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« John La Farge | Main | Economics and Art Appreciation Redux »

December 03, 2002

Free Viewings -- Elka Krajewska

Friedrich --

A couple of years ago, when I first heard that it had become possible to make movies on a home computer, I was stunned and excited. Imagine! Then I learned what was meant by "movies" -- tiny, short things with awful visual qualities. My excitement waned. Movies? Those aren't movies.

It's possible today to make much better-looking computer-video than it was a few years ago. But I've changed too. These days, I'm thinking: Why shouldn't a movie be a short, tiny thingee? Or, even if it's better to reserve the word "movie" for long-form celluloid narratives, what's wrong with making and enjoying tiny, short computer-video thingees?

The form (if I can use the word form here) suits home computers, the current size of hard drives, the current speed of the Internet, as well as the contemporary (ie., chopped-up) schedule. And, given how expensive narrative movies have become, the tiny computer-video thingee might be a sensible medium for people interested in personal expression to take advantage of.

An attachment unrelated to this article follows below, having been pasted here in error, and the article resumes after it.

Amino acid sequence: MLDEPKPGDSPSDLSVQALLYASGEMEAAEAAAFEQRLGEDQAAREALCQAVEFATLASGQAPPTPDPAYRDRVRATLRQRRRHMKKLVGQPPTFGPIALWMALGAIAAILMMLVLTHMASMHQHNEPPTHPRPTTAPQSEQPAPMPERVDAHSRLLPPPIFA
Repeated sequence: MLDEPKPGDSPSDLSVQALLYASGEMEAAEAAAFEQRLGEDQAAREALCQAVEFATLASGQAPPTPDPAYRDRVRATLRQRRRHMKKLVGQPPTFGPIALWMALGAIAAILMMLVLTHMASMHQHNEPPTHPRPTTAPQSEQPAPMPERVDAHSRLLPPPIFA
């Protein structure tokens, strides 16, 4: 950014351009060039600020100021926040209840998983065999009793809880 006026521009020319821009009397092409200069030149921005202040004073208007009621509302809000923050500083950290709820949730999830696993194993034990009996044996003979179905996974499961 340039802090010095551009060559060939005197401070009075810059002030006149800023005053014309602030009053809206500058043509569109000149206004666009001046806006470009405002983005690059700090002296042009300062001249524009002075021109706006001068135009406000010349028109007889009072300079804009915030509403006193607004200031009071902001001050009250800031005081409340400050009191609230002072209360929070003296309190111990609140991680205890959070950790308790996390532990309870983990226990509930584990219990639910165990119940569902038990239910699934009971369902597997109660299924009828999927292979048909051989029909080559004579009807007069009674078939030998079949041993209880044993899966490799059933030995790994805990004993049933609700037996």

Hey, these things could be audiovisual poetry for the computer age!

Thank heavens for my theory that a few people seem to be approaching the medium in that spirit. Here's one whose work I enjoy: Elka Krajewska, who evidently mixes together photos, scanned images, and footage from a webcam.

She seems to be a born miniaturist. Most of her thingees are less than a minute long, and most of them run in frames that are considerably smaller than a 3x5 card. But I find them to be rich little aesthetic experiences -- miniature landscapes of the mind. What are those rocks that you crack open, and then inside you find that they're full of crystals? Well, that's what Krajewska's little thingees are like.

You can watch them here. Very interested to learn how you react to her work.



posted by Michael at December 3, 2002


Thanks for the pointer. I've only looked at the first one so far (the download was agonizingly slow), and I'm not sure of what was going on except for the green gloves guiding the planet, but it was quite satisfying to watch several times.

Posted by: Nancy Lebovitz on December 4, 2002 06:31 PM

Hi Nancy, Sorry to hear downloading the little movies was a pain. Do you have a dial-up connection? I have a cable modem, and things went ok with that. What did you think of the short, tiny internet-video thing as an art form?

Thanks for stopping by,


Posted by: Michael Blowhard on December 4, 2002 06:57 PM

I have a dial-up. I'll be downing more movies, and if I'm lucky, that very slow download will be a fluke.

Elka makes the micro-movie work as an artform--I'm amazed at how long and interesting she can make 47 seconds seem. I don't know whether anyone else is doing comparable work.

Posted by: Nancy Lebovitz on December 6, 2002 03:46 AM

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